Bill That Threatens to Dismantle Ohio's Clean Energy Law Hits Roadblock in Senate
Posted November 19, 2013 in U.S. Law and Policy
Ohio Senator Bill Seitz stands poised on the edge of a cliff, ready to toss Ohio’s energy future over the edge.
Ignoring the calls of hundreds of organizations and businesses who have urged him to stop, and rejecting the opinions of four editorial boards and resolutions in Ohio’s largest cities and local counties that have asked him to reconsider, Senator Seitz remains focused on his goal of undoing Ohio’s clean energy law, under which Ohioans are saving energy, lowering their electricity bills and creating clean energy jobs across the state. Now, this rapidly moving train appears to be hitting serious roadblocks - at the last minute Senator Seitz cancelled tomorrow's planned Public Utilities Committee vote. Hopefully, this signals that he either doesn’t have the support of his committee members, or is starting to understand that he’s on the wrong side of history.
Ohioans have benefited greatly from the clean energy and energy efficiency standards that were passed into law five years ago, resulting in billions of dollars in energy savings for residents and businesses and making Ohio an attractive place to live and work. In late September, however, Senator Seitz introduced SB 58 in the Senate Public Utilities Committee, in a thinly veiled attempt to dismantle these standards. In the last two months NRDC and a network of environmental and consumer advocates, in addition to scores of businesses and manufacturers, citizens, faith-based groups and municipalities across Ohio have rallied to stop the bill.
While Senator Seitz has repeatedly claimed that his bill retains the efficiency and renewable standards enacted five years ago, nothing could be further from the truth. Some of SB 58's most egregious provisions include the following:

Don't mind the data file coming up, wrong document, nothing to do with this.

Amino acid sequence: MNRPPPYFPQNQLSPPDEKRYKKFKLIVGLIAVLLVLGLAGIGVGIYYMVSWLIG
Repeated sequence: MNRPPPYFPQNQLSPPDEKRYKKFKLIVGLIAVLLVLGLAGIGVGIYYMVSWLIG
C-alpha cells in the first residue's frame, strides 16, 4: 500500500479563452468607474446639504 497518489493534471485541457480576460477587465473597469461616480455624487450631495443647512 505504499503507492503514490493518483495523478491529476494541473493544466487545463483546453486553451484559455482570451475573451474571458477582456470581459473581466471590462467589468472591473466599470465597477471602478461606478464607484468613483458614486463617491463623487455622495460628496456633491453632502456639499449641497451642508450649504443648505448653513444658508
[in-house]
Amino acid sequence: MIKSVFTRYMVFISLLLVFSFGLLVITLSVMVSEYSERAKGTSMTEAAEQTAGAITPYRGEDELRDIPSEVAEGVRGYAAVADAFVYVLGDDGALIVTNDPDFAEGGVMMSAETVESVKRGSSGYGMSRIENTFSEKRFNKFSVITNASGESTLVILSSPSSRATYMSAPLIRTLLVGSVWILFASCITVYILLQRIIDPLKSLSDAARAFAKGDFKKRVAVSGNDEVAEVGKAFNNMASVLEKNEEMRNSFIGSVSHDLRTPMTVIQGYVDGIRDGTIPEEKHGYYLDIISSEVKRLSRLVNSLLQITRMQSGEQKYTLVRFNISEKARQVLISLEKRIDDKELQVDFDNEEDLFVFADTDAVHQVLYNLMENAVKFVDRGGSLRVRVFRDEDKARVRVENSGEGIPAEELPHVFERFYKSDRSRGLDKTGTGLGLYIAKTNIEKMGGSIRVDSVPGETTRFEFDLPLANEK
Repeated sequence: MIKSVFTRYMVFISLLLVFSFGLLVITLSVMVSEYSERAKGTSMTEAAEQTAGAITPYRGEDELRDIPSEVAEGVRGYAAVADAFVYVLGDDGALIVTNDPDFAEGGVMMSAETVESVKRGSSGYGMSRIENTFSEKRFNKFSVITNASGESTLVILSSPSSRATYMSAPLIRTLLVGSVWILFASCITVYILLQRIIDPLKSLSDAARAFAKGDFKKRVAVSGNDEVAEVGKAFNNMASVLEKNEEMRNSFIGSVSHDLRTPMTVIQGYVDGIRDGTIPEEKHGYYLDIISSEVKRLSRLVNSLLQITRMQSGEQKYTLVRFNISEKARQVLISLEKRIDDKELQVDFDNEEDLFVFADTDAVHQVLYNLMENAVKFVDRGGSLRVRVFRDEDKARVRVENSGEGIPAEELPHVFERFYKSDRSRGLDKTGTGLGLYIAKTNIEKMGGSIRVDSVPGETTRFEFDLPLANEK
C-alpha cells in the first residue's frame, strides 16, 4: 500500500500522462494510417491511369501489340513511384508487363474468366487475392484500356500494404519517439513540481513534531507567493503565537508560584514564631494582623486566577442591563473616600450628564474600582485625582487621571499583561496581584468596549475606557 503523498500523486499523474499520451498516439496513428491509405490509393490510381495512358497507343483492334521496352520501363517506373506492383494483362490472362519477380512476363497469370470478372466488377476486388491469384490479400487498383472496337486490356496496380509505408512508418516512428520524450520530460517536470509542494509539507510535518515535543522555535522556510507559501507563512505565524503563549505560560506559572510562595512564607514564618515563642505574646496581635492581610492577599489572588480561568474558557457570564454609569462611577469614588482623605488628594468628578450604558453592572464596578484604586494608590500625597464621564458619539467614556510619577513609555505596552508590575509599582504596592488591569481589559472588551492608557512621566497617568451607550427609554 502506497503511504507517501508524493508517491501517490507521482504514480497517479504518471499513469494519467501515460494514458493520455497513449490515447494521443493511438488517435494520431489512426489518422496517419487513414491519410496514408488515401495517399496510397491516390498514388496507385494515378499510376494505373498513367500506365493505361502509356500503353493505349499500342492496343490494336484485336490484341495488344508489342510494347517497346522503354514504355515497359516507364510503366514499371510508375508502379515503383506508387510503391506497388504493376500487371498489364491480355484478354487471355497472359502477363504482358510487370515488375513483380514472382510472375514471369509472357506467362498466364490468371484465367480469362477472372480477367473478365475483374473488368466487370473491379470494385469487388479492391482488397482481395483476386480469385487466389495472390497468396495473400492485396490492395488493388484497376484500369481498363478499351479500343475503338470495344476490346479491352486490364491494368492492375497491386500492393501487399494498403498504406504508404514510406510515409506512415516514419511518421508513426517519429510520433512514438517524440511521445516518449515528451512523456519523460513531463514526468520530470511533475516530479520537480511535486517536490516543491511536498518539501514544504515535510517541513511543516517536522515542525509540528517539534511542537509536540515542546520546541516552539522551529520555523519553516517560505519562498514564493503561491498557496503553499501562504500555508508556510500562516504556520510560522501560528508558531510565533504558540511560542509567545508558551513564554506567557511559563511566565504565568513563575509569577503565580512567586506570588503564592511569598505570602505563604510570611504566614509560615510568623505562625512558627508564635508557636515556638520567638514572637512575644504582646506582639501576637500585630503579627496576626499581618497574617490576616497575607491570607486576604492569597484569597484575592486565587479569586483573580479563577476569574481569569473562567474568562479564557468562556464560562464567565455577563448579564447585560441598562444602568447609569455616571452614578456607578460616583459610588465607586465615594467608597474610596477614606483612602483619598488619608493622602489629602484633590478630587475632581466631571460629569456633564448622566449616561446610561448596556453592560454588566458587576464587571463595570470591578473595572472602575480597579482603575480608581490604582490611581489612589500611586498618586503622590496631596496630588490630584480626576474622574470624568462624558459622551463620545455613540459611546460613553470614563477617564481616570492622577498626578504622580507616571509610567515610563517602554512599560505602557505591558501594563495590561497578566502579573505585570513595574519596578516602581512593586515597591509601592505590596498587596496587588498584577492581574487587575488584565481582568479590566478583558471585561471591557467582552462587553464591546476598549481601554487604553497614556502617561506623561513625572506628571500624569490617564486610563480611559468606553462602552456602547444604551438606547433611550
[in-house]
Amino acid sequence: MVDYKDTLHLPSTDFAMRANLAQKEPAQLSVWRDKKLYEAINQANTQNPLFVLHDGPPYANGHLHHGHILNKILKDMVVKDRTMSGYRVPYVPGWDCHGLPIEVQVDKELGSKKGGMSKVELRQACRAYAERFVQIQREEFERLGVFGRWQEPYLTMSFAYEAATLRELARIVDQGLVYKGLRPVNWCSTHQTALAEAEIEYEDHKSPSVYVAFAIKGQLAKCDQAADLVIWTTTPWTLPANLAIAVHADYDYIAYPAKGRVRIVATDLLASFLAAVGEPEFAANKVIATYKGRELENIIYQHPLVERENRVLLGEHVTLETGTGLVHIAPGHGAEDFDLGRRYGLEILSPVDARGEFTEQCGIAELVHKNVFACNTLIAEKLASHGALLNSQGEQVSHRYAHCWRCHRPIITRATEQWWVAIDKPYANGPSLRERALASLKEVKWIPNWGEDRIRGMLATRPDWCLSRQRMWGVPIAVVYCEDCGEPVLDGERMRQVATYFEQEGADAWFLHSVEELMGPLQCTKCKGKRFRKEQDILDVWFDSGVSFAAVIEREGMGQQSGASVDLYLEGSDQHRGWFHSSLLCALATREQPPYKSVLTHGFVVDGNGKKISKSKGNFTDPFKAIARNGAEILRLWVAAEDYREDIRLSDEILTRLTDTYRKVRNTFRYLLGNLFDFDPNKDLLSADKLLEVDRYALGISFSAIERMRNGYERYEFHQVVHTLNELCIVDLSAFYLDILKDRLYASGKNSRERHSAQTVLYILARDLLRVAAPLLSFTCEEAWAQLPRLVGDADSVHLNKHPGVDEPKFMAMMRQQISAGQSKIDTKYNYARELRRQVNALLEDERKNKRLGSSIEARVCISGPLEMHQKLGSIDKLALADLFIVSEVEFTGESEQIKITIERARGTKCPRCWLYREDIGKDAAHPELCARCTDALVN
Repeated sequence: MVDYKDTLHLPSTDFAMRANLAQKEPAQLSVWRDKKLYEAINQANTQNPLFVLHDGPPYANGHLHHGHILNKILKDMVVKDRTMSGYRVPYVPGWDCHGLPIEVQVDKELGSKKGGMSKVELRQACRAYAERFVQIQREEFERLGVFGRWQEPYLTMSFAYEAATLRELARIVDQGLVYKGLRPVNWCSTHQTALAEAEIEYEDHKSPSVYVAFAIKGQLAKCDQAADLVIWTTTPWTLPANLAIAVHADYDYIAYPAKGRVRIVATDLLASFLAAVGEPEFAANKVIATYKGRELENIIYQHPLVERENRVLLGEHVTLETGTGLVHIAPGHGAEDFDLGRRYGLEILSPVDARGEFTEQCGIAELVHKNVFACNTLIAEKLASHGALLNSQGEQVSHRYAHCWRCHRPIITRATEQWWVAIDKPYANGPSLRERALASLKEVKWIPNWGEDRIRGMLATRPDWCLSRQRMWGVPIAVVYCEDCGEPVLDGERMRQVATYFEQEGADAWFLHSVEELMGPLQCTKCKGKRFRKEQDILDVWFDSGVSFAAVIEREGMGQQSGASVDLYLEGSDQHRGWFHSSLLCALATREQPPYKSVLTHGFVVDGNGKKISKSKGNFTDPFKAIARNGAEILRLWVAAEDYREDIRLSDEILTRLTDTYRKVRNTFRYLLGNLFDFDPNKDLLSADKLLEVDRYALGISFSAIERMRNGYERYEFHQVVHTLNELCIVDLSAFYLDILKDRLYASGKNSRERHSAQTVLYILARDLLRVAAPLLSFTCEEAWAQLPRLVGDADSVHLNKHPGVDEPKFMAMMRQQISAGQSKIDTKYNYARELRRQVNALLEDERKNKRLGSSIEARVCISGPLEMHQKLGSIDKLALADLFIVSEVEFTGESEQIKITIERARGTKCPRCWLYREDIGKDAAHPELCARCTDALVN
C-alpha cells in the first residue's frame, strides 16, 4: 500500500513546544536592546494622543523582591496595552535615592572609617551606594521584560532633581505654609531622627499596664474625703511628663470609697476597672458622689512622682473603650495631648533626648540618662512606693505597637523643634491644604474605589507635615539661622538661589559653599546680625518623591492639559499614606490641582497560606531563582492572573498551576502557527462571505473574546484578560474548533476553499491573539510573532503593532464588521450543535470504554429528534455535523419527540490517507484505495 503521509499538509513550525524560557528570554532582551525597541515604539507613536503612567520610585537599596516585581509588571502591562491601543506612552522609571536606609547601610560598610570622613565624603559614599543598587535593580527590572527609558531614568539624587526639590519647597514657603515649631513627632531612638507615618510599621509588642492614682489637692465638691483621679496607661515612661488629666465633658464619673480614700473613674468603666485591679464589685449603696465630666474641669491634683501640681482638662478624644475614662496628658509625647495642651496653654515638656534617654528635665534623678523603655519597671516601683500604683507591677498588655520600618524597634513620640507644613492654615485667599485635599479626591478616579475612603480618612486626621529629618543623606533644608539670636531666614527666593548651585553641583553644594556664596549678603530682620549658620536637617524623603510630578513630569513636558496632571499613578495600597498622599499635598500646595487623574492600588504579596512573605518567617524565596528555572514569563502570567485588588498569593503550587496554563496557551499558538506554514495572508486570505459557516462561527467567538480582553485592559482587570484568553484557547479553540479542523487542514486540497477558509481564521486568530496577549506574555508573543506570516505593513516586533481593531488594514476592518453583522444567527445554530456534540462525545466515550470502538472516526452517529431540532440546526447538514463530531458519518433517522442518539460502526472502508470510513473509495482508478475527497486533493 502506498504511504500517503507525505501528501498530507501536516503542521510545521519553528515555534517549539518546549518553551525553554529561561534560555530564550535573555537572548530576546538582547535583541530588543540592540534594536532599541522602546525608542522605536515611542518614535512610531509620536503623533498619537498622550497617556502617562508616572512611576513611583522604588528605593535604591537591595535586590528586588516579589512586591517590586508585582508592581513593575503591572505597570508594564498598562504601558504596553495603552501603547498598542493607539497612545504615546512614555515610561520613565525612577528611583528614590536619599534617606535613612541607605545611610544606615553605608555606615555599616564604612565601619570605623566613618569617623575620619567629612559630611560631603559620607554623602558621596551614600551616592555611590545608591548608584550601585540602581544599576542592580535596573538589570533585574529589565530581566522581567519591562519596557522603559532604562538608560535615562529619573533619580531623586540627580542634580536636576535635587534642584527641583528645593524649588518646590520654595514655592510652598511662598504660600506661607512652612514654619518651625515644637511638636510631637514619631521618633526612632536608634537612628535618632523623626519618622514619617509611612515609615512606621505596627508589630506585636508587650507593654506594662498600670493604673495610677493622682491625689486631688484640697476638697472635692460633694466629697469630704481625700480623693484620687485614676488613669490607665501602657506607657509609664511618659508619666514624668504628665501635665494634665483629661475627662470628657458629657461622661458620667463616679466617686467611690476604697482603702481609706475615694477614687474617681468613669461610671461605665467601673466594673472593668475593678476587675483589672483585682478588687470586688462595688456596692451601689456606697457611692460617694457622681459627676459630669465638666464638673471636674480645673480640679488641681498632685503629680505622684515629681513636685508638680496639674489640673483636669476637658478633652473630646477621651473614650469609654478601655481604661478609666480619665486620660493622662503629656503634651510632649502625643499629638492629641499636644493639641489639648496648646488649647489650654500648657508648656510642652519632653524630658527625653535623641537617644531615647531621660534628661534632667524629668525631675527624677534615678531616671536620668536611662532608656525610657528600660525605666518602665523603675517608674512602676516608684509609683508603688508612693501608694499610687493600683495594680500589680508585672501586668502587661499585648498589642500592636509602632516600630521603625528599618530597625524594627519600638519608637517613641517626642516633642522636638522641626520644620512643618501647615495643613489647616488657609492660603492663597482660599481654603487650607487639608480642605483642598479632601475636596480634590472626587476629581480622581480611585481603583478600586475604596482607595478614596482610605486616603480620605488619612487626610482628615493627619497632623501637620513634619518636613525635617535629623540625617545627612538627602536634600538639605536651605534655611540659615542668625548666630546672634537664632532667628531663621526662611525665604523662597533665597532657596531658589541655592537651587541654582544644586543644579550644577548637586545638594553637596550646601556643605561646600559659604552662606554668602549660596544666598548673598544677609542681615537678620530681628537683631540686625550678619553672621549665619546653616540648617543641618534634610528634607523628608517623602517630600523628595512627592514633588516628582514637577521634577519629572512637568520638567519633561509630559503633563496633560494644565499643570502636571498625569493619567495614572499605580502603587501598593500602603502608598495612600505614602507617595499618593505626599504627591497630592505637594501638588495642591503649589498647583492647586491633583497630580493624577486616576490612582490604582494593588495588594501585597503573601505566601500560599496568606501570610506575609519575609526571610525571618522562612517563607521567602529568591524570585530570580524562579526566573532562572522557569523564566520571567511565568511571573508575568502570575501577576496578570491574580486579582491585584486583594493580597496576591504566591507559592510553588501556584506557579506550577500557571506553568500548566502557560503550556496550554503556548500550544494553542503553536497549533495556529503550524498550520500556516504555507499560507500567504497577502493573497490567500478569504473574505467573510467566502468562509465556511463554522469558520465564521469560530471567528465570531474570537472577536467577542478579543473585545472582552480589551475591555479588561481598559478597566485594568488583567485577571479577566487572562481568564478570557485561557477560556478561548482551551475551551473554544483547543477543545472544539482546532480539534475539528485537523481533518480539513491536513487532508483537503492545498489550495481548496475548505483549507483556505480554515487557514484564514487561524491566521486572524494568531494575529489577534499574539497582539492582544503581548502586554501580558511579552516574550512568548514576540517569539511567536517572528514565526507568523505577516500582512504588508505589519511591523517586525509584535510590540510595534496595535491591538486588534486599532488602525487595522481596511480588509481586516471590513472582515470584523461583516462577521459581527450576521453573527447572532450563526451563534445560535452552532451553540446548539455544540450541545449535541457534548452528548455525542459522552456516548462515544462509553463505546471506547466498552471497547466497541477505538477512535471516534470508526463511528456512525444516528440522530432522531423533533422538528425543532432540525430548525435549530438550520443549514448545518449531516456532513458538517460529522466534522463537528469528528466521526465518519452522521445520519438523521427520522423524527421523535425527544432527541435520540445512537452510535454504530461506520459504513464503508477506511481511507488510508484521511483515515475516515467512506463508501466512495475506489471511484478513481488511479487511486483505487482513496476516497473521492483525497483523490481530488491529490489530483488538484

- Watering down the definition of energy efficiency to include non-electric measures – all funded by consumers who receive no direct benefit. These would include power plant upgrades dating all the way back to 2006, “business-as-usual” transmission and distribution improvements, water and sewage upgrades, recycled glass, “as found” savings, any efficiency measure already complying with a federal standard, and the list goes on.
- Allowing Ohio’s largest manufacturers to opt out from energy efficiency programs – with zero oversight and reducing benefits for all consumers.
- Capping the investments utilities can make in efficiency - the lowest-cost energy resource available - drastically reducing the benefits available to Ohioans.
- Ensuring that any investment in energy efficiency would be a net gain for utilities - at the expense of consumers. Currently, utilities can receive a rate of return (called “shared savings”) when they over-comply with Ohio’s energy efficiency standards, though still leaving the vast majority of the benefits for consumers. The proposed bill, however, upends this dynamic balance. It would guarantee utilities an unprecedented 1/3 of the savings from energy efficiency programs - leaving little for consumers. What’s worse, this approach would reward utilities for mere compliance with what they are already required to do under the law. It could no longer be called “shared savings,” but rather an overt hand out to utilities.
These are just a few of the most troubling provisions in a bill rife with exemptions and exceptions that threaten to swallow Ohio’s clean energy standards whole.
Thankfully, the list of opponents to SB 58 is growing, including the Ohio Manufacturers Association, scores of large industrials (Lima Refinery, Dow Chemical, Whirlpool, Owens Corning), Advanced Energy Economy Ohio, WIRE-Net, AARP, Union of Concerned Scientists, Blue Green Alliance, Sheet Metal Workers International, just to name a few. However, utility and large industry proponents of the bill continue to exert pressure on Ohio’s lawmakers.
In the meantime, NRDC forges ahead in its fight to stop the bill dead in its tracks.
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